Letters: City must do something to clean up bog awful toilets

I HAD to write concerning the disgusting state of the toilets in the Middle Meadow Walk at the top of Lauriston Place.

I was out with my grandchildren in the Meadows when they said they needed the toilet. I took them to the gents and was shocked at what I saw.

There were broken toilet seats in cubicles, empty needle packets and empty condom boxes, plus used condoms, lying about.

Not to mention the disgusting scenes at the urinals.

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No child should have to witness this. My grandchildren were aged eight and ten years old.

On top of all this, a man and a woman came out of the cubicle next to the one we used.

While I realise there is a lot of work going on at the Quartermile housing development, I would hope the council takes action on those toilets and closes them down immediately as they were in a disgusting state and also stank of stale wine.

It was not a place to take children into.

Outside the toilets were dropouts, sitting around brazenly taking drugs and drinking goodness knows what.

I sincerely hope that the council will read this and stern action will be taken. Close the toilets down.

Eric H. Cleland, Easter Haugh, Edinburgh

We must allow Murray to inspire

ANDY MURRAY'S performances at Wimbledon will no doubt inspire a generation of youngsters to pick up a tennis racket.

But if we're to produce players like him, we need to give them somewhere to practise.

Edinburgh has a wonderful tennis facility in the shape of Craiglockhart Tennis Centre. It has indoor hard courts made of the same surface used at the US Open, and there are both indoor and outdoor clay courts.

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Indeed, the venue hosts a world-ranking event each May which is attended by players rated amongst the top 500 in the world.

However, for a member of the public to book a court, this can cost upwards of 20 per hour.

Courts at the Meadows and Inverleith Park are, of course, much cheaper and at some times free, but the quality of surface is in no way comparable to Craiglockhart.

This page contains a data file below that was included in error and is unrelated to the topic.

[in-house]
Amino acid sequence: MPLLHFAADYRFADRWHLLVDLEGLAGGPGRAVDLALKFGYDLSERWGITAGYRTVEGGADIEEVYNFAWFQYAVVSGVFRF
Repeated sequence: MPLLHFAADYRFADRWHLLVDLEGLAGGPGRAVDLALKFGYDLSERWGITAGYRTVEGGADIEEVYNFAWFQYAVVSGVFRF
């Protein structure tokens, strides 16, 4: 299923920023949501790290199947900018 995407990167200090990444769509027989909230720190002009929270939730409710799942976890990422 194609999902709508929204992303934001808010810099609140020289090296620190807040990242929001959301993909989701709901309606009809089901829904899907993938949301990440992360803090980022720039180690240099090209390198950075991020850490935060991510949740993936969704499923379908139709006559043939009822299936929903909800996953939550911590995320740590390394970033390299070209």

Murray and his peers would say they spent many, many hours on court as youngsters honing their skills, and while they may have enjoyed financial backing, few are equally privileged.

It would be a step in the right direction if the council made such a fine facility much more accessible. Perhaps then this city would one day produce a few champions of its own.

L. M. Fullarton, Newhaven

Reform poll date is lacking respect

THE proposed intention to hold a referendum on the alternative voting system on the same day as the Scottish Parliamentary elections – 5 May, 2011 – beggars belief.

The referendum will also happen on the same day as the Welsh Assembly elections, and despite promoting a 'respect' agenda with the devolved administrations, the UK coalition government did not even consult with their counterparts in Edinburgh and Cardiff over these proposals.

Despite potential confusion, they are quite happy to simply piggyback on the back of these elections, potentially diluting their significance.

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The London parties seem quite prepared to have a referendum on a voting system they don't really support, are happy to give the Welsh a vote on increased powers for the Assembly, but will not allow the Scots a referendum over their nation's constitutional future.

Alex Orr, Bryson Road, Edinburgh

Wasting cash with double standards

HOLYROOD had been debating the Justice Bill and the BBC has been screening a programme called How to Build a Nuclear Submarine.

Nuclear weapons are illegal and horrendously costly. Neither are they useful in preventing conflict. The parties banging the justice drum are also responsible for sanctioning the horrendous waste of money on Trident.

Andrew J. T. Kerr, Castlegate, Jedburgh